Overselling in Web Hosting Industry: Good or Bad?

Posted on November 25, 2011 by

Overselling is a common practice in the service industry, for example, some Airlines oversell the available seats because statistically, a few percent of passengers won’t attend the flight, some postpone or cancel the flight, while others may simply miss it. Web hosting businesses as service providers are no exception; they may oversell their available resources to maximize utilization and financial return. Web hosts can get some extra money by overselling their CPU time, bandwidth, storage and memory. If performed carefully, responsibly and correctly, overselling can be an invaluable method that enhances the success of a web hosting. However, poorly executed overselling can lead to the demise of web host.

Overselling actually has its root, in the early era of the World Wide Web, when websites are consisted only of HTML codes, low resolution images and the multimedia is consisted only of simple tunes. In that time, a 10Mb of space was considered more than enough for setting up a medium-sized website and web hosts offered fixed resources to clients. However, during the 2000s, storage cost declined significantly and the content technology went even farther. In addition, improvement in data transfer technology, bandwidth also became cheap and abundant. Then by the end of 2010s, things get really wild as web hosts started to offer phenomenal amount of storage (some might go beyond 100GB) at low price. Some experts believed that this practice only encourage unethical overselling. On the other hand, plain HTML pages has been supplemented or replaced by JSP, ASP, PHP, Phyton and Ruby to name a few. Modern websites also use large sized contents such as high resolution images and videos. Unfortunately, only a few web hosts acted accordingly to cater increased demands and many failed to do so and this prompted them to oversell just to satisfy users’ demands.

To better compete in the today’s environment, web hosts do need to oversell their resource. A host that doesn’t oversell may waste money because many clients don’t come close in using the allotted disk space and storage. Some web hosts can even safely oversell their resources by more than 200 percent without degrading performance and quality of service. For example, a web host may oversell a 1TB server into hosting plans that equal to 2TB of storage, by assuming that the average resource utilization rate for each client is 50 percent. There are two ways web hosts oversell their services:

  1. By fitting more clients in a machine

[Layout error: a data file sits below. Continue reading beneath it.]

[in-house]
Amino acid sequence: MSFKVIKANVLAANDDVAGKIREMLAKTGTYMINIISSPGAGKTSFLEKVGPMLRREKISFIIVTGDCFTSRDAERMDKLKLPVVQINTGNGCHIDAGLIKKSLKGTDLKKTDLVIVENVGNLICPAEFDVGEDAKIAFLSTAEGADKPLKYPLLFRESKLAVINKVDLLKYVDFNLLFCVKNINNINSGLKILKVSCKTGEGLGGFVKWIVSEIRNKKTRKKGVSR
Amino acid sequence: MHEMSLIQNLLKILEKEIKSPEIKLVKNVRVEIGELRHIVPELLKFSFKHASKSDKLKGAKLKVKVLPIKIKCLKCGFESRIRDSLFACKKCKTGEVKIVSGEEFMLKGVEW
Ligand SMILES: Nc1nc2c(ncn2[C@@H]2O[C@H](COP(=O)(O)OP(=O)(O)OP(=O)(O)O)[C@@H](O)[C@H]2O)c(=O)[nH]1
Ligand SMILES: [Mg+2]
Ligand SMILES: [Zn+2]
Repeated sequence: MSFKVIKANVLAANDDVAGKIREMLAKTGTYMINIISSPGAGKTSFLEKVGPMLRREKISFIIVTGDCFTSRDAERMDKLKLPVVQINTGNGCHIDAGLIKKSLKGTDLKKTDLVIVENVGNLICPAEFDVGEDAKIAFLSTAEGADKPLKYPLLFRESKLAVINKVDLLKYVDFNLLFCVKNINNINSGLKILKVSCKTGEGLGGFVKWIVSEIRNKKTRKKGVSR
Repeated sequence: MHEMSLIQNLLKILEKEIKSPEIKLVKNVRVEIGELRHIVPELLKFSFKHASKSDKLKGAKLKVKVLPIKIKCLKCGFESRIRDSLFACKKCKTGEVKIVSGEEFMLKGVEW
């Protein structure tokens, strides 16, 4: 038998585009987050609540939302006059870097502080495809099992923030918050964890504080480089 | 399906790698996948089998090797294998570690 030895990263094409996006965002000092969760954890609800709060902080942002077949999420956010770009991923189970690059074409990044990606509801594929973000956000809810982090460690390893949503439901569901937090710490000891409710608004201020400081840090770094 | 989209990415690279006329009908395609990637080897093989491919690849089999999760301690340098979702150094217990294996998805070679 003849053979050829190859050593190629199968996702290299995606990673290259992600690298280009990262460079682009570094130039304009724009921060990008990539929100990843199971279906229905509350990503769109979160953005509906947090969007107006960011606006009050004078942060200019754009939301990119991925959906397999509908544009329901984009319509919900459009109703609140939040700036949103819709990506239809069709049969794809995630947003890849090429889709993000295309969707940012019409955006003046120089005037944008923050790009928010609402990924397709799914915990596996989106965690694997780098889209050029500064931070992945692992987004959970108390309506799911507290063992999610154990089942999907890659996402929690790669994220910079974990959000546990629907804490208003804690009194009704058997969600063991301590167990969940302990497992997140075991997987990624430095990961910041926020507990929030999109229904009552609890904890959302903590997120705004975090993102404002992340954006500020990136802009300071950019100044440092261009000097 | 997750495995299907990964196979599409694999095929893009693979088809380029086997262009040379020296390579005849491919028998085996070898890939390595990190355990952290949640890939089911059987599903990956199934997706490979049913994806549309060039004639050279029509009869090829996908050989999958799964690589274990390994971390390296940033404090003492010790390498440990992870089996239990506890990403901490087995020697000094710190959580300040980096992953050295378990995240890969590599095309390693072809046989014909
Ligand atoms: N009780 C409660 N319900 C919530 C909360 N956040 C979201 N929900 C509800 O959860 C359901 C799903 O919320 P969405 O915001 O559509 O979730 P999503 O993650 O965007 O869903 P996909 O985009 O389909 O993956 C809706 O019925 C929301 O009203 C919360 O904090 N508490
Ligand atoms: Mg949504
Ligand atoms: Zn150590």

2. By selling plans that are more than the available resources (storage and bandwidth)

This is the reasons why some webhosts are selling an absurd amount of resources for an ridiculously low price, for example, you may only need to pay $10 per month for 100GB of storage and 4TB of data transfer. At this price level, the company may oversell their services 10 times (1000 percent) than what safely can be done. Consequently, they may need to stuff thousands of clients in a single server, which is ill equipped to handle such load.  This will lead to script failure, slow page loads, more frequent downtimes and others. Unfortunately, server overload isn’t only caused improper overselling as in some cases; malfunctioning or crappy scripts can cause the CPU to reach the threshold limit. On websites which depend on dynamic scripts for various backend processing, script malfunctions can be shattering to the performance. In some cases, more than half of the scripts are not written properly. The problem may be caused primarily developers or coders, because bad scripts aren’t limited to personal blogs and smaller websites, many big, reputable websites are found to have malfunctioning scripts.

It’s important for clients to avoid web hosts that oversell excessively, because often their websites are suspended before reaching the allotted resources limitation. It is often difficult to appeal for the suspension, because the web host will simply cite a small print that says something like, “the hosting company has the right to immediately suspend the account if the client is suspected for resource abuse” and worse, no refund will be offered.

Overselling can actually help users in the end as they can have a lower price, however, poorly planned overselling can be detrimental to users due to slow load times, higher downtimes, repeated server failures and others. Just like with many things in life, you get what you pay for. Today, it’s quite rare to find web host that doesn’t oversell as most of them oversell to varying degrees. Some web hosts actually rely on the overselling to keep them in business as it allows them to make the best use of their limited resources.

Opinions that overselling is bad are usually propaganda spread by web hosts that haven’t adopted the method. These web hosts believe that overselling may cause unexpected purchase of physical servers due to spikes in demands. So if the web hosts have spent a lot of money for the current infrastructure, adopting overselling strategy can be costly in the long run as they no longer have enough resources to share.

Often, those who didn’t have the guts in the hyper-competitive market die down eventually. Web hosts that only offer traditional plans such as shared and managed hosting plans may go down the drain. Users should be aware that over-sellers are not necessarily cheaters. In fact, it is beneficial to choose honest over-sellers, as they can often provide plenty of resources at relatively affordable monthly fees.

About: This Article was Contributed by Raja. He is a Web Hosting industry watcher and writes regularly on Dedicated Hosting Reviews and Reseller Hosting Reviews.

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